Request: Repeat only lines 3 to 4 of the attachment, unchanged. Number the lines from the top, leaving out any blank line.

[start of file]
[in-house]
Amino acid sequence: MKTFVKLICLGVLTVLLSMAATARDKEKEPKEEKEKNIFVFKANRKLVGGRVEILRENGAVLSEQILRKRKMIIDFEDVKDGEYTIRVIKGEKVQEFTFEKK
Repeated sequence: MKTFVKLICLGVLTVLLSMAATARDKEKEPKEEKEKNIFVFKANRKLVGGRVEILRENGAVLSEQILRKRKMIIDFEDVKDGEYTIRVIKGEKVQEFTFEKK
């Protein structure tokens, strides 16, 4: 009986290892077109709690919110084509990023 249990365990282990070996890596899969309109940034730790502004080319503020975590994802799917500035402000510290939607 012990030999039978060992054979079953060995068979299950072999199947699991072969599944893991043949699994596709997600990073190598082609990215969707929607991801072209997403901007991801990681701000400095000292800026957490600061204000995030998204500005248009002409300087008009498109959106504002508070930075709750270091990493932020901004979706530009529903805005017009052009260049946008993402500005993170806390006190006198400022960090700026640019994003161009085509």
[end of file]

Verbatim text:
Repeated sequence: MKTFVKLICLGVLTVLLSMAATARDKEKEPKEEKEKNIFVFKANRKLVGGRVEILRENGAVLSEQILRKRKMIIDFEDVKDGEYTIRVIKGEKVQEFTFEKK
């Protein structure tokens, strides 16, 4: 009986290892077109709690919110084509990023 249990365990282990070996890596899969309109940034730790502004080319503020975590994802799917500035402000510290939607 012990030999039978060992054979079953060995068979299950072999199947699991072969599944893991043949699994596709997600990073190598082609990215969707929607991801072209997403901007991801990681701000400095000292800026957490600061204000995030998204500005248009002409300087008009498109959106504002508070930075709750270091990493932020901004979706530009529903805005017009052009260049946008993402500005993170806390006190006198400022960090700026640019994003161009085509």